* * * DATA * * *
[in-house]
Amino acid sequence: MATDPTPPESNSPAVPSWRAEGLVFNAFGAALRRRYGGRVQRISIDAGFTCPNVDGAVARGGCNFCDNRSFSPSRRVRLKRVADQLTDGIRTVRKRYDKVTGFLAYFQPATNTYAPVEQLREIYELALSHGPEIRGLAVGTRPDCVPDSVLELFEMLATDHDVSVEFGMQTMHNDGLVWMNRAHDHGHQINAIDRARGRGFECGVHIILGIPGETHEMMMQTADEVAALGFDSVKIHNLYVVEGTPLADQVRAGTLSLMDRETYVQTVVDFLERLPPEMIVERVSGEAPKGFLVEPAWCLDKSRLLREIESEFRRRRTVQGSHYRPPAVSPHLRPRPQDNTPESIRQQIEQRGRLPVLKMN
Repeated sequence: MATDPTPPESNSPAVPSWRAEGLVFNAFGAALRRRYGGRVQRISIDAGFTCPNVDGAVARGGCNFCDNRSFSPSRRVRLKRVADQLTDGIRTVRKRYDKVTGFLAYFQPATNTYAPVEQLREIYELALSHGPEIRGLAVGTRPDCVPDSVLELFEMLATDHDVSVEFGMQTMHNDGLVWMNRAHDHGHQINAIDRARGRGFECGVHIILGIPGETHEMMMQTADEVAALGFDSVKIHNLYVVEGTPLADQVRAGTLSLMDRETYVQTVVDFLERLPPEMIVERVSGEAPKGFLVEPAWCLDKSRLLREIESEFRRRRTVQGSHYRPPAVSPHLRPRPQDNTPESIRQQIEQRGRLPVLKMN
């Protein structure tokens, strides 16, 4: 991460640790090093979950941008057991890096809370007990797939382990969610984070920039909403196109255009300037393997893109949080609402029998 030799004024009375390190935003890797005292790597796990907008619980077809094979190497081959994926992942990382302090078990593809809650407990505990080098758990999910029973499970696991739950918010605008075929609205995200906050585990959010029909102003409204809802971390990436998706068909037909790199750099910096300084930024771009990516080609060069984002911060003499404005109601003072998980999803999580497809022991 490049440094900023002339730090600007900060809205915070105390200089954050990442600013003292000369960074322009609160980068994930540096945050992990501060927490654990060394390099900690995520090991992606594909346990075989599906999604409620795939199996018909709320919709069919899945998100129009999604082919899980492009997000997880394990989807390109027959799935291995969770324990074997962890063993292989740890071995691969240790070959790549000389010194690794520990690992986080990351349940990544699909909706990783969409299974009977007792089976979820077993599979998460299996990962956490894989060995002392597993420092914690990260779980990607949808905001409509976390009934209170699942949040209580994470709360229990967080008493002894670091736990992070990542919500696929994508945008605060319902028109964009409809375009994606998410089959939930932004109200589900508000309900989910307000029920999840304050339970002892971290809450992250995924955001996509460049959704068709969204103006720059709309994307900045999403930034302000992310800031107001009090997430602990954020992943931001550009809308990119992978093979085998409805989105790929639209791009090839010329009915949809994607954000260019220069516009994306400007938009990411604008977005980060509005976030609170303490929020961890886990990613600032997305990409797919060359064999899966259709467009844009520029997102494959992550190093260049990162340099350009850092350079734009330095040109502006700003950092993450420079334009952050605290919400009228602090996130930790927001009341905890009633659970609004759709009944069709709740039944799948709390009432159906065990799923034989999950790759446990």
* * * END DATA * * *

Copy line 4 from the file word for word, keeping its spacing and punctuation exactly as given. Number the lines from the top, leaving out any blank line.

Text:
């Protein structure tokens, strides 16, 4: 991460640790090093979950941008057991890096809370007990797939382990969610984070920039909403196109255009300037393997893109949080609402029998 030799004024009375390190935003890797005292790597796990907008619980077809094979190497081959994926992942990382302090078990593809809650407990505990080098758990999910029973499970696991739950918010605008075929609205995200906050585990959010029909102003409204809802971390990436998706068909037909790199750099910096300084930024771009990516080609060069984002911060003499404005109601003072998980999803999580497809022991 490049440094900023002339730090600007900060809205915070105390200089954050990442600013003292000369960074322009609160980068994930540096945050992990501060927490654990060394390099900690995520090991992606594909346990075989599906999604409620795939199996018909709320919709069919899945998100129009999604082919899980492009997000997880394990989807390109027959799935291995969770324990074997962890063993292989740890071995691969240790070959790549000389010194690794520990690992986080990351349940990544699909909706990783969409299974009977007792089976979820077993599979998460299996990962956490894989060995002392597993420092914690990260779980990607949808905001409509976390009934209170699942949040209580994470709360229990967080008493002894670091736990992070990542919500696929994508945008605060319902028109964009409809375009994606998410089959939930932004109200589900508000309900989910307000029920999840304050339970002892971290809450992250995924955001996509460049959704068709969204103006720059709309994307900045999403930034302000992310800031107001009090997430602990954020992943931001550009809308990119992978093979085998409805989105790929639209791009090839010329009915949809994607954000260019220069516009994306400007938009990411604008977005980060509005976030609170303490929020961890886990990613600032997305990409797919060359064999899966259709467009844009520029997102494959992550190093260049990162340099350009850092350079734009330095040109502006700003950092993450420079334009952050605290919400009228602090996130930790927001009341905890009633659970609004759709009944069709709740039944799948709390009432159906065990799923034989999950790759446990």